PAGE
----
Munich martini (2)

What about the great sparkling wines from Germany? Nowhere to be seen. Surely a case for a sekts shop if ever I saw one.

I just think our industry can be better than that. We often complain that not enough travellers buy. But surely you have to do more to tempt them in the first place. We often complain that our airports lack a Sense of Place. But when you don’t champion local, regional or national products, what chance have you got?

DFS succeeds in selling high-price wine at Hong Kong because it offers a great selection, knowledgeable staff, innovation aplenty (a la the wine dispensers) and because it believes in the category. So do JR/Duty Free and Nuance Australia (and several others such as Aelia and ADP in Paris and Aldeasa/World Duty Free Group in Spain). Sky Connection also used to do a great job at Hong Kong International Airport.

Others, quite simply, don’t. I remember many years ago flying Air New Zealand from London to Auckland and the only wines they served onboard were Australian. If I’d wanted to taste those (excellent) wines I would have flown Qantas. I was aghast.

I am delighted to say that these days Air New Zealand takes its responsibilities to the local wine industry seriously and offers a delightful range of Kiwi wines. Every airport wines & spirits store in the world based in a wine-producing country has a similar responsibility to its producers.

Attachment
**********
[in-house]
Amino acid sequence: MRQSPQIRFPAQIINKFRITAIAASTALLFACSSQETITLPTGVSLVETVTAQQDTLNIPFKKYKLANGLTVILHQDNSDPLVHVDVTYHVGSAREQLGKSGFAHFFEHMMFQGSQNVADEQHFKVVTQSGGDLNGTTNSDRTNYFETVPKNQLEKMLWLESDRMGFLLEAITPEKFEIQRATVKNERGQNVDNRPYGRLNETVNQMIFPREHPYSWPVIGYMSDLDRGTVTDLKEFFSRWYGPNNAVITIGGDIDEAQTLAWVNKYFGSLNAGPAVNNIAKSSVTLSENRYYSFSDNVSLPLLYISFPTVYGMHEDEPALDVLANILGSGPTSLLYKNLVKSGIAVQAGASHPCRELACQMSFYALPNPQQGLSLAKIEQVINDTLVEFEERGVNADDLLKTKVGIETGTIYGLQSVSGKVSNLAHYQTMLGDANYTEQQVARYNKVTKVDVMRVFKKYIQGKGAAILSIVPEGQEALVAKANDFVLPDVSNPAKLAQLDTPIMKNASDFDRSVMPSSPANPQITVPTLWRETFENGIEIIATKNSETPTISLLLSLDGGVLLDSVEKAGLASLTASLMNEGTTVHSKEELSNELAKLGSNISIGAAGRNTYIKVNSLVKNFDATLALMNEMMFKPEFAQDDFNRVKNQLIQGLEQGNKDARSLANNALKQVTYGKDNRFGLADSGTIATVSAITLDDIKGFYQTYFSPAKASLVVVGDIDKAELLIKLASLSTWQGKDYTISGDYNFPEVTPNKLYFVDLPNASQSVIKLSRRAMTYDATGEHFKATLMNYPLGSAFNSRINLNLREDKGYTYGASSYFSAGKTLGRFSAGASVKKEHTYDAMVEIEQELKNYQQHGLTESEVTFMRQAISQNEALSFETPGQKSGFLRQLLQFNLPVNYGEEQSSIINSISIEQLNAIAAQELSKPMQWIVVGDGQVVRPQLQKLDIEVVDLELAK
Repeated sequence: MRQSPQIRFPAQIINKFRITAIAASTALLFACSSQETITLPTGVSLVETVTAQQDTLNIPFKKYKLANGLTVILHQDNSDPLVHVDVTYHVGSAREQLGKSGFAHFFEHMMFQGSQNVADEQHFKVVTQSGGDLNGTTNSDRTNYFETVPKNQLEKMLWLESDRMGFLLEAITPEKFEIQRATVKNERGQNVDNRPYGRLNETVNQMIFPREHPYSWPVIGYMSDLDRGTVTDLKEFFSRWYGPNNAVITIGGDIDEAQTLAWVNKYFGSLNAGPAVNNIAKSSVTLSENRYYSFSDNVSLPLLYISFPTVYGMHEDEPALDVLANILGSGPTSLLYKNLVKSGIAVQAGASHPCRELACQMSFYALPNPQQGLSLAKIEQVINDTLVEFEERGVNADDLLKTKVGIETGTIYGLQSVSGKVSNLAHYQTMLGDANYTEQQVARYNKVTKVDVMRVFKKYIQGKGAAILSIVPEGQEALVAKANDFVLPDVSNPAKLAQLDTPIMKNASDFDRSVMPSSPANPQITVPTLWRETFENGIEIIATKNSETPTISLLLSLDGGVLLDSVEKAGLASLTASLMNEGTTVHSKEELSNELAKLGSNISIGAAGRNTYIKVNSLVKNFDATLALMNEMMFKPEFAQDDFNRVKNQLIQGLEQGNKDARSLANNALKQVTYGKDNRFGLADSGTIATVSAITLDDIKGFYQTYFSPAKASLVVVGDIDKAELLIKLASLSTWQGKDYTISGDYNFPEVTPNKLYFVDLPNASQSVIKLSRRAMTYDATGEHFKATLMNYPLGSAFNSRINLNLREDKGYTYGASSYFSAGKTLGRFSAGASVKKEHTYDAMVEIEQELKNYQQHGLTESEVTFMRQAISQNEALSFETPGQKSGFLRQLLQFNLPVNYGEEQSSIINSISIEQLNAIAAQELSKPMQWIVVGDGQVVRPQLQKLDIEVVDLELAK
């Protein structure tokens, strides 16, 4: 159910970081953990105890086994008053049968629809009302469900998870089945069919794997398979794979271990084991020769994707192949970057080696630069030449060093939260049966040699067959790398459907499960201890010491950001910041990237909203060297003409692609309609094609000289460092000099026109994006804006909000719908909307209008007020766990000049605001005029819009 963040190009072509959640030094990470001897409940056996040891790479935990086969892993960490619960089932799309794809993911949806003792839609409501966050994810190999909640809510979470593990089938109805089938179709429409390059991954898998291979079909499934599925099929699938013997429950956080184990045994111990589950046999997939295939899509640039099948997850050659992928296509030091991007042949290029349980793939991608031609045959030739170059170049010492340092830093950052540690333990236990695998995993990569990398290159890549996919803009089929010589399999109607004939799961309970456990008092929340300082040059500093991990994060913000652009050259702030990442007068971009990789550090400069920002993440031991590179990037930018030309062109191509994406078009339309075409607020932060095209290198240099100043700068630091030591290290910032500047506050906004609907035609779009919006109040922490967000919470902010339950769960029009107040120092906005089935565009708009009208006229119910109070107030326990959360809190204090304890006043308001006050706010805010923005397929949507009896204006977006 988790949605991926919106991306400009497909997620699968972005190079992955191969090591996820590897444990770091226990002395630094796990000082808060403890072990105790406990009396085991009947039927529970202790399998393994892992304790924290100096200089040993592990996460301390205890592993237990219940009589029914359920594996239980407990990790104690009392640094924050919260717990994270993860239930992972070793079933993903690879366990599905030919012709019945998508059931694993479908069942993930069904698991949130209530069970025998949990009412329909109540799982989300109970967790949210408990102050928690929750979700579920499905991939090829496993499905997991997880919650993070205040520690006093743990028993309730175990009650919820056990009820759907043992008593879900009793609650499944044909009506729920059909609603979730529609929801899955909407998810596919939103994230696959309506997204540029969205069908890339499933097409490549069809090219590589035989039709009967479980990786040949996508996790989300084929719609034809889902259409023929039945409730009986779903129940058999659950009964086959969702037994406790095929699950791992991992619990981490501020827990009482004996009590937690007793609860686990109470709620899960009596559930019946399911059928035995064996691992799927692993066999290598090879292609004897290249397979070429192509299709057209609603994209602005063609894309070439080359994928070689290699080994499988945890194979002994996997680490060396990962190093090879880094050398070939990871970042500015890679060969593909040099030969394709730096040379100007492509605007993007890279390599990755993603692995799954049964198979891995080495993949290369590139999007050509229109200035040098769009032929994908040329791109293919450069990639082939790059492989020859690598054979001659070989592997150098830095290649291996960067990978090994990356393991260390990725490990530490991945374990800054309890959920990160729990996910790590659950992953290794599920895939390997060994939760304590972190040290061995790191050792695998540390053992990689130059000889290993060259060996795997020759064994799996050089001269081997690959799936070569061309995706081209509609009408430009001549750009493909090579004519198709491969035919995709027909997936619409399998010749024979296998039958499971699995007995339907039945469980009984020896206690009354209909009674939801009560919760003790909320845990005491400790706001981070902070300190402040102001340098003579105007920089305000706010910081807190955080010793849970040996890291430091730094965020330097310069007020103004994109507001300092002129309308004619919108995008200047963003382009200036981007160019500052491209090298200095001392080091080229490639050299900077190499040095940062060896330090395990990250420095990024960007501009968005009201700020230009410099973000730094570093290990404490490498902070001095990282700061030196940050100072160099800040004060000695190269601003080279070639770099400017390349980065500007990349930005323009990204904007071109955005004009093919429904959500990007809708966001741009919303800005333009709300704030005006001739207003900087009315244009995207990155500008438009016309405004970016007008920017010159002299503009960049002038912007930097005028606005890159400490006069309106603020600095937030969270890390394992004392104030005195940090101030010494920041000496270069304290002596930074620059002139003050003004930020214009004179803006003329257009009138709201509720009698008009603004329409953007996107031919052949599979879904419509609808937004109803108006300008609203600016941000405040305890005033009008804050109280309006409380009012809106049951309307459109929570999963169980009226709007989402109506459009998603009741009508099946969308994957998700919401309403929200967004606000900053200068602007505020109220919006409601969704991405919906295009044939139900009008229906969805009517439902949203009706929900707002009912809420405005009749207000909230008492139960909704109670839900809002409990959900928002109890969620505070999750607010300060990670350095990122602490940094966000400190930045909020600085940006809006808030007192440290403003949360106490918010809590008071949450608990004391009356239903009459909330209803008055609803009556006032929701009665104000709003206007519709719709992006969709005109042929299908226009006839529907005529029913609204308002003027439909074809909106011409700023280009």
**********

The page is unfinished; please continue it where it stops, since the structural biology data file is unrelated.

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  • Hi Martin
    And don’t forget our tribute to Central Otago Pinot Noir in the new Aelia Duty Free Store in Queenstown. We gave a feature back-wall bay to 4 local wineries (Mount Difficulty, Gibbston Valley, Wooing Tree and Chard Farm), plus a dedicated wine tasting fixture which the vendors take in turn. Great product and responding well to the exposure.

  • I have always been and continue to be an avid follower of your blog / report since first discovering it when I worked on BAA travel retail and World Duty free (agency side) in 2006. I agree emphatically with what you have observed and written in this blog – it is so important as a nation to get behind your products and do a bit of shameless chest beating (especially in this present economic state where one tends (and should) look closer to home.

    However, from a creative and navigational perspective your reference to the JR / Duty Free’s stand is not a good example. It is all well and good that one pushes their home grown products (and as I said I support this), however if the shopper is unable to immediately distinguish the different varieties of grape and have a smooth and enjoyable experience then this shopper journey can be an awful one. Besides, there is so much information about wine and to avoid any confusion lets assist this shopper.

    In respect, Nuance Australia have this sown up and have marked out their zones clearly – if not lacking a bit of design flair and beautifully shot imagery as seen in the JR / Duty Free example. Melbourne has it all – brilliant.